Now? I realize that MOMMIES NEED WINE SOMETIMES. Mommies need wine probably more than any other people on the face of this planet need wine. I was so certain that I’d never even look at a bottle of beer again, let alone drink one. Me? Get tipsy? No! I’m a mother now! That’s just terrible!
Pfff. What the hell ever. It’s rare that I drink enough to catch a buzz now, but it’s happened (never when I’m alone with Nellie, of course).

During my pregnancy I judged women who formula-fed. I can remember having discussions where I would say things like, “I mean I understand if you can’t do it for medical reasons or whatever, but if you just don’t try hard enough or don’t try at all, I think that’s terrible.”
Now? I’d like to go back and slap myself in the face. I became one of those moms who chose formula. I tried, I did, but in the end formula was what was easiest, and best for me and Nellie. I wasn’t in a good enough place mentally to endure the pressures and demands of breastfeeding, so we switched to the bottle and it made me a better mom. And if a mom chooses not to try breastfeeding and go straight to formula? I don’t fucking care. Do what works for you, sister, being a mom is hard enough without you having other moms tell you what to do with your ta-tas.

I vowed never to make TV my babysitter. Now I realize that sometimes it is necessary for Nellie to watch Martha Speaks or The Cat In the Hat (which I hate) in order for me to shower, eat, pee, wash bottles, or fold laundry without her screaming at me.

I thought that there would never be a single second where being a mother would feel like work. I thought my maternity leave was going to be filled with sunshine and little bluebirds flitting around mine and my new baby daughter’s head. The reality of maternity leave was different. I enjoyed the time with my daughter, of course, but it was also a very lonely and isolating time. Sleep deprivation, getting into a routine with baby, and postpartum hormones running rampant put a bit of a damper on my fairytale fantasy. I was floored at how much work being a mother felt like sometimes.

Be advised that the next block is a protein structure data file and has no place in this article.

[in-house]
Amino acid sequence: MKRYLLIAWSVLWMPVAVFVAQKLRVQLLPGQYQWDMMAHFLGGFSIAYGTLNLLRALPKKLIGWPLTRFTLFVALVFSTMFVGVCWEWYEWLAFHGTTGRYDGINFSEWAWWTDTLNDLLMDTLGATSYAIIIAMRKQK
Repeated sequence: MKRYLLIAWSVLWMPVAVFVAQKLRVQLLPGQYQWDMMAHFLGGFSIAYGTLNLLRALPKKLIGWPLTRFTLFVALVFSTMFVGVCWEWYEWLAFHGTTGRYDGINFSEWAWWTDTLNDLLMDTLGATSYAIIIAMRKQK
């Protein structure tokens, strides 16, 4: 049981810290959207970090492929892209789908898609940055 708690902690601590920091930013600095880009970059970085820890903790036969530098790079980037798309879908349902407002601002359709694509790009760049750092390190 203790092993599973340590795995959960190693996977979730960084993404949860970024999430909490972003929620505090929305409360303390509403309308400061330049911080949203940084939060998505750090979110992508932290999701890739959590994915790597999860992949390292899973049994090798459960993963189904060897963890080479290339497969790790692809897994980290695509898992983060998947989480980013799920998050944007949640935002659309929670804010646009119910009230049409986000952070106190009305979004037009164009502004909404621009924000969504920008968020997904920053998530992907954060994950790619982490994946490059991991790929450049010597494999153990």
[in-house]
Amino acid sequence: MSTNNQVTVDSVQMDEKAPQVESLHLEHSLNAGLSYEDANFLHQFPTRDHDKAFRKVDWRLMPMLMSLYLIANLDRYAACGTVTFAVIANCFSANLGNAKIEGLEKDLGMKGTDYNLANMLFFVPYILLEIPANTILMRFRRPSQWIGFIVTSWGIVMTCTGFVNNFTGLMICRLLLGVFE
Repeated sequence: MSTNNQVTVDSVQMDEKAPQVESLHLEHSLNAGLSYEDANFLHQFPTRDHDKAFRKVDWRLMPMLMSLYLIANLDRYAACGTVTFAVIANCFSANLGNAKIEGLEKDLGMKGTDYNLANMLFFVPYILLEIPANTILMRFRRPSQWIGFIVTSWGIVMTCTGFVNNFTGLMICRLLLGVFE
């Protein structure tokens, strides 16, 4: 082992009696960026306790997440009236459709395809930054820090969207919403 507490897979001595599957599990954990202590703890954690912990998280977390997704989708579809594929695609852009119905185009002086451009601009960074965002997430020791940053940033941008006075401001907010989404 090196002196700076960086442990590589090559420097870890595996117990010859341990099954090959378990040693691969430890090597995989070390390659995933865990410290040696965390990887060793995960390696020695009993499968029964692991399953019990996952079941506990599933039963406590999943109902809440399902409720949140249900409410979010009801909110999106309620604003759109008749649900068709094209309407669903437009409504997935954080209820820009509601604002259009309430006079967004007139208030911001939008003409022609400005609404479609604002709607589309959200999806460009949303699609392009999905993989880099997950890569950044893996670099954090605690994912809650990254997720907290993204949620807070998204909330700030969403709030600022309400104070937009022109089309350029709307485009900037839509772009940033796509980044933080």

The ignorance doesn’t stop once you become a parent, though. When Nellie was 4 months old, I decided she was old enough for some controlled cry-it-out. I lasted three minutes before I ran back in there to pick her up. I realize now that 4 months old is way too neurologically immature for a baby to know how to self-soothe. We didn’t even attempt our modified CIO again until she was almost 8 months old (she puts herself to sleep now without problems).

When Nellie would wet her diaper I would make a mad dash to change it. Now? A little pee in the diaper isn’t going to hurt her. Obviously I don’t let her go hours upon hours in a wet diaper but I also don’t break my neck to change it if it’s just wet and not dirty.

I’ve learned a lot from being a parent. I know what songs make her laugh (Hey Ya by Outkast, The True Blood theme by Jace Everett, Sinister Kid by the Black Keys), and that tickling her feet make her squeal. I’ve learned that athlete’s foot cream with Boudreaux’s Butt Paste on top of it wipe out diaper rash faster than you can say “diaper rash”. I have learned that Baby Einsten is brilliant, and that the toy that Nellie likes best is her can of Puffs. But the biggest lesson I think I have gleaned from the experience so far is: don’t get used to anything. Your baby is going to change faster than you can imagine. And remember.. You don’t know anything. About anything.

What is the biggest lesson you’ve learned about being a parent?